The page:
Traditionally, all things dealing with the prisons and the Alabama Department of Corrections has been a Democratic Party issue. However, with Alabama’s prisons potentially in violation of the Eighth Amendment of the Constitution and Republicans in control of all levers of power in Montgomery, it is a GOP issue.
The question is, how will a Republican supermajority in the State House deal with a threat from the Department of Justice in 2020?
It is widely expected that much like the Rebuild Alabama Act, which hiked everyone’s gas tax, Gov. Kay Ivey will call a special session within the general session to try and force action on Alabama’s prisons.
It is not as if this came out of thin air. Ivey highlighted prisons in her January 2019 inaugural address.
“Much like our roads and bridges, our prison system, too, has been sorely neglected for decades,” she said. “The poor conditions of our prisons create a risk to public safety and are placing a heavy burden on taxpayers.
“The status of our corrections system is an Alabama problem that must be solved by an Alabama solution. As your governor, I plan to do so. We are revitalizing our statewide corrections system by replacing costly, at-risk prison facilities. This effort will ensure that Alabama stays committed to statewide prison reform, and we will be announcing more detailed plans in the coming days.”
At the time, it was not a surprise. Ivey’s predecessors over the last 100 years had to grapple with Alabama’s prisons in some form.
The problem is this is not a traditional Republican issue. Republicans do not run to improve prisons. Republicans are known as the political party that is tough on crime, and punishment from our criminal justice system should be viewed as a deterrent.
As of now, there seem to be four components: sentencing reform; adding more prison capacity; improvements to healthcare and mental health offerings; and vocational training for the incarcerated, so they have a marketable skill for employment upon release.
Where things could be hung up is on the sentencing reform component. State Sen. Cam Ward, R-Alabaster, now a candidate for associate justice on the Alabama Supreme Court, has been leading the charge for sentencing reform as it pertains to prison reform.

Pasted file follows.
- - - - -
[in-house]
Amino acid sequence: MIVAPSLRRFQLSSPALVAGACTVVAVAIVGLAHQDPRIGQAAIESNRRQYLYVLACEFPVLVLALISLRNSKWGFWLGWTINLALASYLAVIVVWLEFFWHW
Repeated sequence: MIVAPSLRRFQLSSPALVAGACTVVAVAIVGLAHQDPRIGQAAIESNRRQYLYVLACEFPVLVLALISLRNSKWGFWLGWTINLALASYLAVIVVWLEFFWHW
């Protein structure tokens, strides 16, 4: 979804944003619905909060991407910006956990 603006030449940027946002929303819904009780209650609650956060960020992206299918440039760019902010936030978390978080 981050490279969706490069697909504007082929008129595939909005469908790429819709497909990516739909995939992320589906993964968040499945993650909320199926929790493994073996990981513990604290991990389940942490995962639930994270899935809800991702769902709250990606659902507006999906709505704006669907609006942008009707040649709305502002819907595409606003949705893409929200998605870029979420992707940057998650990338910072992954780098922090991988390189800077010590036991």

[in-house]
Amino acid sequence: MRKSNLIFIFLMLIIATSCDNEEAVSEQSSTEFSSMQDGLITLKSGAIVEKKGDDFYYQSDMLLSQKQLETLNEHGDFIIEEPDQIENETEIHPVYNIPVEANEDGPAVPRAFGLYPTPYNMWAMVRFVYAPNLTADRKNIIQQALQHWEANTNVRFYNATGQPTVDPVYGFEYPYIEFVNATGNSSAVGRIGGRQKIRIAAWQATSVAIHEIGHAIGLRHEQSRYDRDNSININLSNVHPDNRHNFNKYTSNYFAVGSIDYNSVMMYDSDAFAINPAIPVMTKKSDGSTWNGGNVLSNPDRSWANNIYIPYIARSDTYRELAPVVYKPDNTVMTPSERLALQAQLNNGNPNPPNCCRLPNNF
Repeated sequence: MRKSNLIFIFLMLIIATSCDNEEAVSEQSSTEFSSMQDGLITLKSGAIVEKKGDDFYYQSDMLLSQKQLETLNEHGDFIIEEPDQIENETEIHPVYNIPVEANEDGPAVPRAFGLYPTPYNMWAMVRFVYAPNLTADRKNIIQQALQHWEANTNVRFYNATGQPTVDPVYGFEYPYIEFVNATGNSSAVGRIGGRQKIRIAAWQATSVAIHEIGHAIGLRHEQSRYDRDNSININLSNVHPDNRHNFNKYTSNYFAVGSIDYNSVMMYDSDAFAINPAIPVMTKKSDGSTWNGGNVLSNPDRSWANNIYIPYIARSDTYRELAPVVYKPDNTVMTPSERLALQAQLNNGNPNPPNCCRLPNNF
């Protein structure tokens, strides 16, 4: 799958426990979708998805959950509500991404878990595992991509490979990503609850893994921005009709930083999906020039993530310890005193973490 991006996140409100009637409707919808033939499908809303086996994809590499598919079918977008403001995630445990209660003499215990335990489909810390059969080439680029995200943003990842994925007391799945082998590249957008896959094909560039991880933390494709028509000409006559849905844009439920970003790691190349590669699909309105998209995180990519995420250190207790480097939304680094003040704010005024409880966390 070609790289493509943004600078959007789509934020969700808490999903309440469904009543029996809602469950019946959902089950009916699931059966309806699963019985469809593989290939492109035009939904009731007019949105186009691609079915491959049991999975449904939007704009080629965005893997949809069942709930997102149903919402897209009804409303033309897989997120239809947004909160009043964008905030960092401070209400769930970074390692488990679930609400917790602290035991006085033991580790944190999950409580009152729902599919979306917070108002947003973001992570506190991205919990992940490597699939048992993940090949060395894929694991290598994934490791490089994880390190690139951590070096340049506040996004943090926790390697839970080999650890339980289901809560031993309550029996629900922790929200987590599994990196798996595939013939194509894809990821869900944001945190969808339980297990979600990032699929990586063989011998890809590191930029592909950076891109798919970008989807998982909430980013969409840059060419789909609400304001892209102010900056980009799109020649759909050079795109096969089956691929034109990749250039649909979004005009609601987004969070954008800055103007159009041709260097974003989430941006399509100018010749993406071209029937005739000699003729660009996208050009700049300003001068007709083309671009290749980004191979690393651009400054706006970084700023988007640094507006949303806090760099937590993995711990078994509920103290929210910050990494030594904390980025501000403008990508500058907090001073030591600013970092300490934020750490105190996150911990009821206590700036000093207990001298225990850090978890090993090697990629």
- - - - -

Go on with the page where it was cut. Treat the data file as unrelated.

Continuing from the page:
Last month while on the campaign trail in the Shoals, Ward explained the urgency of the issue.
“What you don’t want in this state — I’m going to tell y’all, people will go, ‘Prison reform? Does that mean y’all are loving up on the prisoners?’” he said. “No, here’s the problem we have: If you ever go into a federal receivership like we did in the 1980s — let me tell y’all what happens when that happens. Of course, as you’re running an unconstitutional system in violation of the Eighth Amendment, they can take over your system, and when they do that, your legislature just has no more say whatsoever.”
The specifics of what Ward’s idea of sentencing reform may entail are not yet clear. However, it does have some opponents.
If the legislature does move to lower some felonies to misdemeanors, it could mean an added burden on all 67 counties in Alabama. Instead of lockup for a felony in a state facility, a violator may instead serve time at a county jail, which shifts the costs from the state to the county.
Some outright reject the notion of sentencing reform. State Rep. Matt Simpson, R-Daphne, who is a former prosecutor in both Mobile and Baldwin counties, argues prison reform and sentencing reform should not be conflated.
“That next step is where I really can’t get on board when people are talking about sentencing reform,” he explained in a recent interview. “I don’t think sentencing reform — I don’t think it is needed. I don’t think it is necessary. I know in the Department of Justice report that they issued out, sentencing reform is not mentioned in that report. I think some people like to take an opportunity when you’re looking at prisons, and when you’re looking at what’s going on to include sentencing reform in there. I don’t think it is needed.”
The answer, according to Simpson, is adding capacity and what he deems as truth in sentencing, which will have a self-correcting mechanism to lower sentences.
“I think you have to build more prisons to add more people to be there,” Simpson said. “I think one of the more important things you have to ask for is truth in sentencing. And what that means is if you’re sentencing someone for the crime they committed, they should do that time or around 85 percent of that time, and that’s going to bring your sentences down.”
Ivey has signaled she will act on the actual brick-and-mortar aspects of the prisons with or without action by the legislature, given her executive authority over the Alabama Department of Corrections (ADOC).
She can sign a year-to-year lease with a private company that will build and own the facilities, which would be staffed by ADOC personnel.
That is not the most democratic way of going about it. But it beats a takeover by the federal government.
Oh yeah, and Washington will also send us the bill.
This page is available to subscribers. Click here to sign in or get access.
It looks like you are opening this page from the Facebook App. This article needs to be opened in the browser.
iOS: Tap the three dots in the top right, then tap on "Open in Safari".
Android: Tap the Settings icon (it looks like three horizontal lines), then tap App Settings, then toggle the "Open links externally" setting to On (it should turn from gray to blue).